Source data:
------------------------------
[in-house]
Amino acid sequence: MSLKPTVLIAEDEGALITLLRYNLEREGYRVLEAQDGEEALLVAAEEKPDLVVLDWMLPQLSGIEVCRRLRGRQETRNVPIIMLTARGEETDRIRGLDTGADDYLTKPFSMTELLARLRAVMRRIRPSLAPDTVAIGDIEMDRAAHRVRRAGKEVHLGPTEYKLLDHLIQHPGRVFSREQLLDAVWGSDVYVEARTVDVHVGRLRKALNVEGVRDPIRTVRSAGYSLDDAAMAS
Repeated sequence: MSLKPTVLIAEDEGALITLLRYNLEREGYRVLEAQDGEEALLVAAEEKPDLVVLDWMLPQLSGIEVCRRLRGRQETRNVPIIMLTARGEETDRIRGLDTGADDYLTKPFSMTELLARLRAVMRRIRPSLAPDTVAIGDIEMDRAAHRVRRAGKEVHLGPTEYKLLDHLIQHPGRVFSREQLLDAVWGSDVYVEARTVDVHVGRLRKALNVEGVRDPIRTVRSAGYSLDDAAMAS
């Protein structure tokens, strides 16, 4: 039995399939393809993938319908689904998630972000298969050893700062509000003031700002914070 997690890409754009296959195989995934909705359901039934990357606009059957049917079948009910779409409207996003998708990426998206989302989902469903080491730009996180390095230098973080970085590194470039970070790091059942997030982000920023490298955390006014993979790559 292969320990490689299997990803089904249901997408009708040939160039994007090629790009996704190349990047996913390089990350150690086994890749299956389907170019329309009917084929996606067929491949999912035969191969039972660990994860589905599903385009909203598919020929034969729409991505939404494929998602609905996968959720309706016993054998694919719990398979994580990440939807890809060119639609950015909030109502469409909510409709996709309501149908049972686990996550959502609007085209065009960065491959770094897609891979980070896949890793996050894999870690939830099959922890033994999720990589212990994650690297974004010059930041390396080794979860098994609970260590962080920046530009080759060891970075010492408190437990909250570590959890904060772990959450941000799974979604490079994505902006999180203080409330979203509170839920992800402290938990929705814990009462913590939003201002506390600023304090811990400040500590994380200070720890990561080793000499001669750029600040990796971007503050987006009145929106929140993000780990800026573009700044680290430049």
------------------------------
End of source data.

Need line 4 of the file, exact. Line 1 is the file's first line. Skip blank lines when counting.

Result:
């Protein structure tokens, strides 16, 4: 039995399939393809993938319908689904998630972000298969050893700062509000003031700002914070 997690890409754009296959195989995934909705359901039934990357606009059957049917079948009910779409409207996003998708990426998206989302989902469903080491730009996180390095230098973080970085590194470039970070790091059942997030982000920023490298955390006014993979790559 292969320990490689299997990803089904249901997408009708040939160039994007090629790009996704190349990047996913390089990350150690086994890749299956389907170019329309009917084929996606067929491949999912035969191969039972660990994860589905599903385009909203598919020929034969729409991505939404494929998602609905996968959720309706016993054998694919719990398979994580990440939807890809060119639609950015909030109502469409909510409709996709309501149908049972686990996550959502609007085209065009960065491959770094897609891979980070896949890793996050894999870690939830099959922890033994999720990589212990994650690297974004010059930041390396080794979860098994609970260590962080920046530009080759060891970075010492408190437990909250570590959890904060772990959450941000799974979604490079994505902006999180203080409330979203509170839920992800402290938990929705814990009462913590939003201002506390600023304090811990400040500590994380200070720890990561080793000499001669750029600040990796971007503050987006009145929106929140993000780990800026573009700044680290430049």